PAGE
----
Boron is associated with cell wall biosynthesis, cell wall structure, membrane function, pollen germination, pollen tube growth, and carbohydrate metabolism; hence, insufficient supply can severely impair crop performance, and ultimately result in sub-optimal yields.
Boron deficiency symptoms vary among crops, but, are often noticed on the youngest leaves or terminal buds since boron is not very mobile within the plant. In some crops, deficiency symptoms appear as misshaped leaf blades (Fig. 1). Failure of seed and fruit set has been observed on boron deficient soils (Fig. 2). Deficiency in boron during flowering and fruit may reduce the retention of bud flowers and developing fruits. Some boron deficient crops tend to have short internodes and swollen nodes giving the crops a bush appearance.
There is a great deal of discussion about the need for boron in corn and soybean production given the yield loss associated with boron deficient soils. However, to date, reports on soybean and corn response to pre-plant fertilizer application of boron have been inconsistent. Yield increase following boron fertilization has been reported on boron deficient soil. Crop response is very critical in developing fertilizer recommendations for mineral nutrients. This is even more important for micronutrients such as boron where over-application can easily result in toxicity and yield loss. Unbiased research trials have been conducted in Tennessee by UTIA Specialists to evaluate pre-plant boron fertilizer effect on wheat, soybean, and corn yields.
Dr. Hughes Savoy, former Soil Fertility Specialist with UTIA conducted an 8-year study at Highland Rim AgResearch and Education Center, Springfield to evaluate pre-plant boron fertilizer application in intensive cropping on forages (2009 – 2014) followed by a corn-wheat-soybean rotation (2015 – 2016). The major findings from his study are noted below:
• In 2016, soil test boron was higher in all the plots fertilized with boron (2 – 8 lbs/ac) compared to the unfertilized plots (0 lbs/a) up to a depth of 24 inches (Table 1). • Wheat, corn, and soybean yields were statistically similar among the different rates of applied boron despite an increase in boron levels in the soil (Table 2).In a separate trial, Dr. Frank Yin, UTIA’s System Agronomist at West TN AgResearch and Education Center, Jackson examined corn and soybean yield response to applied pre-plant granular boron fertilizer blended with potash (2015 – 2018). His conclusions corroborate the findings by Dr. Savoy where there was no significant additive effect of boron fertilization on corn or soybean grain yield, particularly at the recommended rate (1 lb boron per acre) for boron deficient soils (Tables 3 – 4).Boron fertilizer application did not provide significant corn and soybean yield increase in any of the UT trials conducted in Tennessee. Unbiased scientific researches have reported similar yield response except in boron deficient soils. The outcome of these studies suggests that there is little evidence that supports boron fertilizer use for corn and soybean production in Tennessee. Producers who decide to use boron fertilizers should pay close attention to their soil test boron levels over the years. Also, if possible, a well-planned and run on-farm strip should be conducted to confirm that the boron fertilizer application is a worthy investment.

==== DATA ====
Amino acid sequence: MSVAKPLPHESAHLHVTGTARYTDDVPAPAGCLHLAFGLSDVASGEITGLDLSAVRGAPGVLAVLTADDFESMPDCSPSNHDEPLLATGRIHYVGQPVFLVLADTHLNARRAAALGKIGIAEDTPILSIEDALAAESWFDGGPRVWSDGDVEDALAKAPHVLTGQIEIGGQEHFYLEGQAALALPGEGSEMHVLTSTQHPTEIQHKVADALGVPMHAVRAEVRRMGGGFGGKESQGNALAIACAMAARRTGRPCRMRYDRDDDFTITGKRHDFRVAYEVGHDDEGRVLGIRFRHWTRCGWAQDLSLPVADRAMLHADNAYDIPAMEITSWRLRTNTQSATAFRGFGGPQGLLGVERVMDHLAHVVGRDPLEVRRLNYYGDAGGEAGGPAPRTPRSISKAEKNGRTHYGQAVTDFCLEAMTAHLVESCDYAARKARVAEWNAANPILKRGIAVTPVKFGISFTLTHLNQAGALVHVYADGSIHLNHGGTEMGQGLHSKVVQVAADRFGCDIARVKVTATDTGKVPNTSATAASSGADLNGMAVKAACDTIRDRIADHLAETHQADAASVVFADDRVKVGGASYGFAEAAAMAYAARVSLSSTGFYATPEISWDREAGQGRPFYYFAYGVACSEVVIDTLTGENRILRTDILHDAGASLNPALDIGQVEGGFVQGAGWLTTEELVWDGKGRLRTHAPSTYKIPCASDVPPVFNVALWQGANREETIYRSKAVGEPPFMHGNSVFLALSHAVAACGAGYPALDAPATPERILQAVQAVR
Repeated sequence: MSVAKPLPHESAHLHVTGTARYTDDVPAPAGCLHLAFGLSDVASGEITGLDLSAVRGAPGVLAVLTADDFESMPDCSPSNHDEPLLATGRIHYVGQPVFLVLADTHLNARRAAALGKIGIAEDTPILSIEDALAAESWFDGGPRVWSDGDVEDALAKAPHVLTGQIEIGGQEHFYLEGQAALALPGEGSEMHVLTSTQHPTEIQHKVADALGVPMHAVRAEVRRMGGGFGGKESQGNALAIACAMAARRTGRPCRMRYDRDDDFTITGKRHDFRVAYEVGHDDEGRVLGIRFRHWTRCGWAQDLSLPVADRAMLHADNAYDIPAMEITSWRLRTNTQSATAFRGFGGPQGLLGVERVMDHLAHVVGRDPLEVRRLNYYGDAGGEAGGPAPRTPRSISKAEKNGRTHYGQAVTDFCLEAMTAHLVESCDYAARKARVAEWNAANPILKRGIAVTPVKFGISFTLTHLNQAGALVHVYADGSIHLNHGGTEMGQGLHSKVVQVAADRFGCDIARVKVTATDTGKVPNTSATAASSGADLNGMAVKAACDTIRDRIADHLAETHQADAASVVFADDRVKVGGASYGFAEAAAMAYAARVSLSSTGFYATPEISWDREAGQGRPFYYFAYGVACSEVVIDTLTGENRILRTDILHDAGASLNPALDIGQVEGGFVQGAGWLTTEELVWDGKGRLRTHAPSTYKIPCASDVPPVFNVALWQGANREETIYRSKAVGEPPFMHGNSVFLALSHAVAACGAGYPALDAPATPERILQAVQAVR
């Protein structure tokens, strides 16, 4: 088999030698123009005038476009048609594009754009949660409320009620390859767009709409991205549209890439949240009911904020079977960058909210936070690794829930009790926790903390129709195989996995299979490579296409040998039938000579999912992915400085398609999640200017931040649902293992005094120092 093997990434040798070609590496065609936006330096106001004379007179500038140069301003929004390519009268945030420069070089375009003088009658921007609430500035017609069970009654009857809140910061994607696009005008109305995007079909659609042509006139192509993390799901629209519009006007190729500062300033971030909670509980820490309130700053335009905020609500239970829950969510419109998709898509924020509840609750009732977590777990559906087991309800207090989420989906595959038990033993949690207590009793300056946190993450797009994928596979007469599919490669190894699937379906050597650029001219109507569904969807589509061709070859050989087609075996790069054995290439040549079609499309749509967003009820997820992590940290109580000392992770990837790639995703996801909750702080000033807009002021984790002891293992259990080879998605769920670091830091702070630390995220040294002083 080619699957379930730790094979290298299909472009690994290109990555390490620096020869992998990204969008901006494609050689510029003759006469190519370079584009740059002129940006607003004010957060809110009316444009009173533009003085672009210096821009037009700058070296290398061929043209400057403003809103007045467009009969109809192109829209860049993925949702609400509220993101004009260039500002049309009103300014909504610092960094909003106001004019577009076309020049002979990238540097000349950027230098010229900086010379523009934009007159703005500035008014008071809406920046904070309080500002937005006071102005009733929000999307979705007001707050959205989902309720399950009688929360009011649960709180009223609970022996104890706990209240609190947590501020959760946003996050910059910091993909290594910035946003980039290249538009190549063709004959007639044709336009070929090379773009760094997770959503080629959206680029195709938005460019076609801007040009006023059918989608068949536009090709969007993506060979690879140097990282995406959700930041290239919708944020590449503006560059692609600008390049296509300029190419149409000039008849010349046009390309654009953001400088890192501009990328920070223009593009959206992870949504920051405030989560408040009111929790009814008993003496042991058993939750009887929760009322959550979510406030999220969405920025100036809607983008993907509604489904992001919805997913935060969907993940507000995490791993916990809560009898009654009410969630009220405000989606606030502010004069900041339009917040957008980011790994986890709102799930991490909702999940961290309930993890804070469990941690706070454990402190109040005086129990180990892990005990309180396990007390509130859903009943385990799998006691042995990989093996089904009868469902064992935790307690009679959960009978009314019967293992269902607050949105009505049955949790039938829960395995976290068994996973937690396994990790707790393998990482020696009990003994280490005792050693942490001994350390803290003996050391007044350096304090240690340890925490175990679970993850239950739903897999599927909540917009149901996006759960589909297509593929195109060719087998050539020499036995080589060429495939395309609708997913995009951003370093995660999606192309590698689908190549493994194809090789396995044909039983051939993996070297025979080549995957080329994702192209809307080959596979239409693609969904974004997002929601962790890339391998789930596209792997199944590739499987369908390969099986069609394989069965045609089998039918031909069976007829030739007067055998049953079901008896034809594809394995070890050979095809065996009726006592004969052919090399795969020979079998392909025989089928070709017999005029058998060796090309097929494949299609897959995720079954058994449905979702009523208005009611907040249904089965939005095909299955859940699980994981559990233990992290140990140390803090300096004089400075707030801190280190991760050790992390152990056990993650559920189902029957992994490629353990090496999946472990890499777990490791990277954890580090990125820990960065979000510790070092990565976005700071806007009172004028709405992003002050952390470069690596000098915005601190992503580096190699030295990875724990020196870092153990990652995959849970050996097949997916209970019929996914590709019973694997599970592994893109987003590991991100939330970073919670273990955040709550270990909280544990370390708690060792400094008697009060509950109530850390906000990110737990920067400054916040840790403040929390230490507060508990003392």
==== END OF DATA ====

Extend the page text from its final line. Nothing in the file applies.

Currently, most of the soil supplies adequate amounts of boron for corn and soybean production, except in areas with low organic matter soils and highly leached sandy soils. UT’s current recommendation and guidelines for boron application should be followed. When the boron test is less than 0.8 lbs./acre (Mehlich-1), apply 1.0 lb. of boron per acre annually. Follow up with another soil test in two years. In Tennessee, boron is recommended for alfalfa, broccoli, cauliflower, and cabbage. Boron fertilizer is also recommended for cotton fields with soil pH above 6.0 or has been limed. Detailed information on application rate and conditions for these crops is available at https://ag.tennessee.edu/spp/Pages/soilfertilizerpubs.aspx
Kindly contact your local UT Extension offices if you notice the above boron deficiency symptoms in your field.